I think I've had residents say to me over the years, "I had no idea. I thought I was going to come here and see kind of regular stuff. I'd see some pneumonias and some heart failure and broken legs. I can't believe all the variety, all the pathology and strange things." And so I said, "Really wherever there's patients, there are all those things." There are a lot of patients who come a long way to see us. And I think when they get out of town or have a day off and drive, realize how far it is to go to Gladwin or how far it is... And some people have been patients here and then moved and then still come back to see us. But it's challenging to say, "Hey, I want you to come back," Well I don't have a car or I live 30 miles away and we don't have a working car or can't they take dial-a-ride, not there, because it's not within the city limits or you can't take County Connection because it's not in the county.

So there's a lot of eye opening experiences for residents about that, for sure. I think some of them have had different experiences, poverty at a different level, in an inner city that we don't see necessarily those things, but we see different things. I know that residents don't realize how invested we are in them and this job. For those of us who do it, I mean, you care about the residents, you care about their learning, you care about their experience here.

So what's the goal of all of this. Well, Jerry has put it pretty simply-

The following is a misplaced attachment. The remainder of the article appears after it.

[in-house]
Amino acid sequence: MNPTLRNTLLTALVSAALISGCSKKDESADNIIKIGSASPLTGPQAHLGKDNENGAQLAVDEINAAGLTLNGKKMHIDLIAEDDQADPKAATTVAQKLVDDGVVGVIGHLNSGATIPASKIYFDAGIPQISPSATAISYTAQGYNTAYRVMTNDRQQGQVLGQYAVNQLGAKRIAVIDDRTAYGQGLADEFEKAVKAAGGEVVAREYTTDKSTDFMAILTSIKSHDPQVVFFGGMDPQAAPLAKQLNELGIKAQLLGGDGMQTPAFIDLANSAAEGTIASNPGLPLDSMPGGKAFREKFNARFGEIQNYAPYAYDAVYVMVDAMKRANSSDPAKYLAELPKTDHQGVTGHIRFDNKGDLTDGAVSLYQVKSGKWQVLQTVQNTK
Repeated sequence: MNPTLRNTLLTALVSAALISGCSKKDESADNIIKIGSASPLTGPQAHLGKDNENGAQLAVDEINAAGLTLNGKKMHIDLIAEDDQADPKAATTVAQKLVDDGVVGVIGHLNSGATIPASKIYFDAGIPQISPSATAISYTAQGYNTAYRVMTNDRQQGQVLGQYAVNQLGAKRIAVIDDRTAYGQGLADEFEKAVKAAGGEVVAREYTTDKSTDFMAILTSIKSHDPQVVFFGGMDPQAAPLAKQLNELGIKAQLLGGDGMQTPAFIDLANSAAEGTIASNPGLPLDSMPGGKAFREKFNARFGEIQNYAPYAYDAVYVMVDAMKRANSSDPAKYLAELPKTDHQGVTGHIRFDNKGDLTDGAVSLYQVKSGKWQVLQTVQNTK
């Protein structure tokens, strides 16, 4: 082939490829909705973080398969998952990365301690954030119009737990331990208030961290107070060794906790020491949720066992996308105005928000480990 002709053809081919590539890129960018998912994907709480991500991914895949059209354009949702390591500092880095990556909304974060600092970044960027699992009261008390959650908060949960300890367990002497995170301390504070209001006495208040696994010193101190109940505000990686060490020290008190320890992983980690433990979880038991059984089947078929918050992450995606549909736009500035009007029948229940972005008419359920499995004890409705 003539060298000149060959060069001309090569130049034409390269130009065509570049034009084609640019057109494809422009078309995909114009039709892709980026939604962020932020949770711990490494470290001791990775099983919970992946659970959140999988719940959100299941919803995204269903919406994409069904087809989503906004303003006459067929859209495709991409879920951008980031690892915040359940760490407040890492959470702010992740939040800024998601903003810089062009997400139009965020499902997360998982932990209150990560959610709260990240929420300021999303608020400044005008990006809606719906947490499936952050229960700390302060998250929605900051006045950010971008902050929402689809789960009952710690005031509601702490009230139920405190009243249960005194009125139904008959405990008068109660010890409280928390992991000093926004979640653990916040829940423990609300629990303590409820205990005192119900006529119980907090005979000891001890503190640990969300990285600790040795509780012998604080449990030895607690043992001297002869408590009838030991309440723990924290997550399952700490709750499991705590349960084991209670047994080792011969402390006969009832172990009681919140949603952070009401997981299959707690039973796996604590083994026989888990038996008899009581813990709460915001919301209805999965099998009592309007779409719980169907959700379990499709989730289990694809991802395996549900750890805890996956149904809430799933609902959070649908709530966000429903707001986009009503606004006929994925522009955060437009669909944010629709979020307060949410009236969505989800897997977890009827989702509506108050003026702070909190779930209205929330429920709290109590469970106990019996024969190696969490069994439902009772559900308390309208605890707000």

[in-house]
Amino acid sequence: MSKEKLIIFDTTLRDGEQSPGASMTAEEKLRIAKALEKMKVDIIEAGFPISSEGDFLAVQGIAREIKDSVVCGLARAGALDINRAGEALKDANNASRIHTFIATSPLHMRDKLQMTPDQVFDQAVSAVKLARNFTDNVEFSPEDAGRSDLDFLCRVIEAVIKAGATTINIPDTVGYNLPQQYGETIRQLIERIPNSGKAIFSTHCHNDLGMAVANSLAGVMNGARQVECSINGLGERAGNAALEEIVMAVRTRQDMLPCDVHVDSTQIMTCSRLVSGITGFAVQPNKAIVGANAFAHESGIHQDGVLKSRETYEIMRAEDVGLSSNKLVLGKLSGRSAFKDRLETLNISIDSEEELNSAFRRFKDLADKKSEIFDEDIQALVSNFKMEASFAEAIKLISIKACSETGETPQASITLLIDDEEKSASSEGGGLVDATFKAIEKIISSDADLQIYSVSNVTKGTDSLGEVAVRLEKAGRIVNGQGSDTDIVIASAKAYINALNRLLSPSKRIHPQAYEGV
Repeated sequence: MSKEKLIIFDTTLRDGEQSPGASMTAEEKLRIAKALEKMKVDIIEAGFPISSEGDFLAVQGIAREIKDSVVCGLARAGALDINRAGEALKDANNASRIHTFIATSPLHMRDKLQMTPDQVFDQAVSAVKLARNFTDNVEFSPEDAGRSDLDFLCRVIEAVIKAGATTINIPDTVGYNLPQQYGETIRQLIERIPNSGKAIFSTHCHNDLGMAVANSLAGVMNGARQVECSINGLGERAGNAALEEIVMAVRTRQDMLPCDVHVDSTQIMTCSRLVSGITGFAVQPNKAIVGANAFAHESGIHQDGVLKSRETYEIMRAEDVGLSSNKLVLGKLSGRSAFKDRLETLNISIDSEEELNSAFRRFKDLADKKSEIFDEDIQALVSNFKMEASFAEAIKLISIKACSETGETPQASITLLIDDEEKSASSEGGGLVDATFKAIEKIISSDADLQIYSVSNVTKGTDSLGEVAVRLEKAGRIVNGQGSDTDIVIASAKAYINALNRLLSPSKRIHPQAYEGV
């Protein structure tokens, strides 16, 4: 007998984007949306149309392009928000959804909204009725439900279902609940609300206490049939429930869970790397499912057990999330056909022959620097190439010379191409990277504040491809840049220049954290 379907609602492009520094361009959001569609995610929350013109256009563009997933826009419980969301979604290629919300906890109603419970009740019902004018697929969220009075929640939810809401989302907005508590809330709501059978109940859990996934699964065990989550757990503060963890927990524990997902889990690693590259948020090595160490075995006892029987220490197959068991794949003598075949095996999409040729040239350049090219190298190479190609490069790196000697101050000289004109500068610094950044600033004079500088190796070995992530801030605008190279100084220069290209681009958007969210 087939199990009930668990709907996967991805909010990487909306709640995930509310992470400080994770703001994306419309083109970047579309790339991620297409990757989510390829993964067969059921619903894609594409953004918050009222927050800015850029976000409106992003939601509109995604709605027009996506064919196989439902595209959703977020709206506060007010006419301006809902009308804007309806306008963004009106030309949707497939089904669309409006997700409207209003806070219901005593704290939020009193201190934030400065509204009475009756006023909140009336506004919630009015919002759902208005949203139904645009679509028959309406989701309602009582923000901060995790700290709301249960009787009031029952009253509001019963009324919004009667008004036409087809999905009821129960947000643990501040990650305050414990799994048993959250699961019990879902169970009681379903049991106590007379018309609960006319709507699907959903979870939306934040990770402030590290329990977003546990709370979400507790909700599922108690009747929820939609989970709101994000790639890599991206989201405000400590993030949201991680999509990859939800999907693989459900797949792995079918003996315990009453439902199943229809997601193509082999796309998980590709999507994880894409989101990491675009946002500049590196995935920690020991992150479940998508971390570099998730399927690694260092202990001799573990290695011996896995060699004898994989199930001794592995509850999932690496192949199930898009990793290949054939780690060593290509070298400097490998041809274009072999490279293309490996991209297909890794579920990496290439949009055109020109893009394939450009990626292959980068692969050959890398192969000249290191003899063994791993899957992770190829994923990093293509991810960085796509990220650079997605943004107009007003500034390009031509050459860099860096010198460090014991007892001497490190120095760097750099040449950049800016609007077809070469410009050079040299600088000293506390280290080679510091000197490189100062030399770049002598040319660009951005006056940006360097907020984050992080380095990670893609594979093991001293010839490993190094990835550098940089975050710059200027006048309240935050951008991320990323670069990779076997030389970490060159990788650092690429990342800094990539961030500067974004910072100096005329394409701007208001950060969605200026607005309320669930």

You know, it's not one dimensional. It provides I think, significant value. And then of course the value to the community, you're building a physician base that would not have developed otherwise. Training residents in the UP, and [inaudible 00:24:19], in Traverse City for training family medicine residents, in Alpena where they've never trained before. And so now you're also building a faculty in those communities who can be utilized for undergraduate medical education. And it's a win, win, win. I think from the standpoint of the medical school, the standpoint of the resident, they benefit in terms of their training, being a rural site, or a underserved site, which is what they were interested in, they get a stipend or a loan forgiveness. And in quite frankly, if they do well in their residency, they've got a job coming out of the residency.

Thank you, Dr. Westfall, Dr. Hill, Jerry Kooiman, and Denise Sheldon for speaking with all of us today. I'm so grateful that you provided all of your stories, but more importantly, I'm grateful for all of the hard work that you've put in over these last few years. Thank you so much for making the rural workforce a priority and not just talking the talk, but working every day to make a difference. Thank you to Dr. [inaudible 00:25:40] for devoting all of her time and energy and talents to this and for empowering students to go into rural primary care. We are so grateful to you. Thank you for listening to this episode. We can't wait to send more your way and help you learn how you can make rural your mission.